Average – Matilda By Roald Dahl

Occasionally one comes across parents who take the opposite line, who show no interest at all intheir children, and these of course are far worse than the doting ones. Mr and Mrs Wormwood weretwo such parents. They had a son called Michael and a daughter called Matilda, and the parentslooked upon Matilda in particular as nothing more than a scab. A scab is something you have to putup with until the time comes when you can pick it off and flick it away. Mr and Mrs Wormwoodlooked forward enormously to the time when they could pick their little daughter off and flick heraway, preferably into the next county or even further than that.


It is bad enough when parents treat ordinary children as though they were scabs and bunions, but itbecomes somehow a lot worse when the child in question is extraordinary, and by that I meansensitive and brilliant. Matilda was both of these things, but above all she was brilliant. Her mindwas so nimble and she was so quick to learn that her ability should have been obvious even to themost half-witted of parents. But Mr and Mrs Wormwood were both so gormless and so wrapped upin their own silly little lives that they failed to notice anything unusual about their daughter. To tellthe truth, I doubt they would have noticed had she crawled into the house with a broken leg.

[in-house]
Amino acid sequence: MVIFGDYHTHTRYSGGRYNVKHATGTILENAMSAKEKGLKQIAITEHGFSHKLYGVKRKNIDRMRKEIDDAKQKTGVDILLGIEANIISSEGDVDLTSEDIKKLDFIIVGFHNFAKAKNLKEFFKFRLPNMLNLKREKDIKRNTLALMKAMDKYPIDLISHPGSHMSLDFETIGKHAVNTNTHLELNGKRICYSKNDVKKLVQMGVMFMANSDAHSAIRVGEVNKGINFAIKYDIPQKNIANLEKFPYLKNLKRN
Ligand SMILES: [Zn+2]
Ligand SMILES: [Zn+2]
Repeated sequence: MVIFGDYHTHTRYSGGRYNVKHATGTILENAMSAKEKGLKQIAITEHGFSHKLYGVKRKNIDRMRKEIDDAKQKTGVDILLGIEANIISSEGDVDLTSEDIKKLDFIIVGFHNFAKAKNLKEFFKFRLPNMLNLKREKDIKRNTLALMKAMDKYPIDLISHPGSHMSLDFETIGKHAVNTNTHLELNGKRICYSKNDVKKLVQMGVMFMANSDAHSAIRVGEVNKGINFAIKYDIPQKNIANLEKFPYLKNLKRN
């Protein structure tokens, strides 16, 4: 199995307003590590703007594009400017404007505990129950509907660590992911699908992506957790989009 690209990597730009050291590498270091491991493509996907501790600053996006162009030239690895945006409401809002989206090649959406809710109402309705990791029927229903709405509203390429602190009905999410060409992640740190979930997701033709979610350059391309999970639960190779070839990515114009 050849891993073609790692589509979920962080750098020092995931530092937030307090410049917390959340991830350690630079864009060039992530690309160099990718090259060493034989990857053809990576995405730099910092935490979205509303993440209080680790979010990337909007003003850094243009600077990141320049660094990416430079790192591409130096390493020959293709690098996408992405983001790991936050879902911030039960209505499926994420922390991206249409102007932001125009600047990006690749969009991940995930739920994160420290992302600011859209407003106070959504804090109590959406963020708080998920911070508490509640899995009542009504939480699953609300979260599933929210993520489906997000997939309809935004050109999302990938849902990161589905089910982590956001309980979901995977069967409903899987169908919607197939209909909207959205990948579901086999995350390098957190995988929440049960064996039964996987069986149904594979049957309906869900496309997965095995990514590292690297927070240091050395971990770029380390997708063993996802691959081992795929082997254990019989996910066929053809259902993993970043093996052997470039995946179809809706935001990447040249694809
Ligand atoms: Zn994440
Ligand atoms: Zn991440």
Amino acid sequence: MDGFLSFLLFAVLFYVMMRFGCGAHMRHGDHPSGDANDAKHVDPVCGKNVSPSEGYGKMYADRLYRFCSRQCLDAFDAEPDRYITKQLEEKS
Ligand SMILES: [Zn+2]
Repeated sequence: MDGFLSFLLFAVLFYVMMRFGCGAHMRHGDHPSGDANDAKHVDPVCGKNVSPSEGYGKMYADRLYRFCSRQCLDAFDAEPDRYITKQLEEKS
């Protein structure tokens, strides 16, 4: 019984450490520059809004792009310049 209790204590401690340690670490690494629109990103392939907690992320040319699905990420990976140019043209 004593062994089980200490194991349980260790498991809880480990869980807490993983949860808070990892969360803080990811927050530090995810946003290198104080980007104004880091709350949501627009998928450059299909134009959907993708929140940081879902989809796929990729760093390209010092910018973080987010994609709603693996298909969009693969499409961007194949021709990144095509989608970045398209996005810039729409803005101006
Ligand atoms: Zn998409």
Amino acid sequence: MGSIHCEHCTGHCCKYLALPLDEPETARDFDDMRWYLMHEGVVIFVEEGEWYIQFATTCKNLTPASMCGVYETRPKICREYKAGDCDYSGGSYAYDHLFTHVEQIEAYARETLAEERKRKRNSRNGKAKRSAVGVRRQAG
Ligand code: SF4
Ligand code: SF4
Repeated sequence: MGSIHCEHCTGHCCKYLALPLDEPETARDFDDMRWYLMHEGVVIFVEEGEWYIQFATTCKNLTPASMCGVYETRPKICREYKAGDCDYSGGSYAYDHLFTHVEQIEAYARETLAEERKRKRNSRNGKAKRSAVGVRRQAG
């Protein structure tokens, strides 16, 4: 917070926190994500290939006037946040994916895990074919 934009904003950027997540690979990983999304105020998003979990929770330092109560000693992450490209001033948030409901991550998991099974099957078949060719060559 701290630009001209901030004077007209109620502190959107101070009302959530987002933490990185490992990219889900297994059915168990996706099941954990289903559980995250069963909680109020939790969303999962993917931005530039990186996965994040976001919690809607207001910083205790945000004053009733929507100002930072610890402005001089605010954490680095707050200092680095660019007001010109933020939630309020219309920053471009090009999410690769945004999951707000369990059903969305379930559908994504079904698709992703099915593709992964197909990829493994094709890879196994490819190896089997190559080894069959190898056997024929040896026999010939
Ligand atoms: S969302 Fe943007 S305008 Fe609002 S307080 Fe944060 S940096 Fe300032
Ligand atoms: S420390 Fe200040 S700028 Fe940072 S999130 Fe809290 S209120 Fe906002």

Matilda’s brother Michael was a perfectly normal boy, but the sister, as I said, was something tomake your eyes pop. By the age of one and a half her speech was perfect and she knew as manywords as most grown-ups. The parents, instead of applauding her, called her a noisy chatterbox andtold her sharply that small girls should be seen and not heard.


By the time she was three, Matilda had taught herself to read by studying newspapers andmagazines that lay around the house. At the age of four, she could read fast and well and shenaturally began hankering after books. The only book in the whole of this enlightened householdwas something called Easy Cooking belonging to her mother, and when she had read this fromcover to cover and had learnt all the recipes by heart, she decided she wanted something moreinteresting.


“Daddy,” she said, “do you think you could buy me abook?”


“A book” he said. “What d’youwant a flaming book for?”


“To read, Daddy.”


“What’s wrong with the telly, for heaven’s sake? We’ve got a lovely telly with a twelve-inch screen

and now you come asking for a book! You’re getting spoiled, my girl!”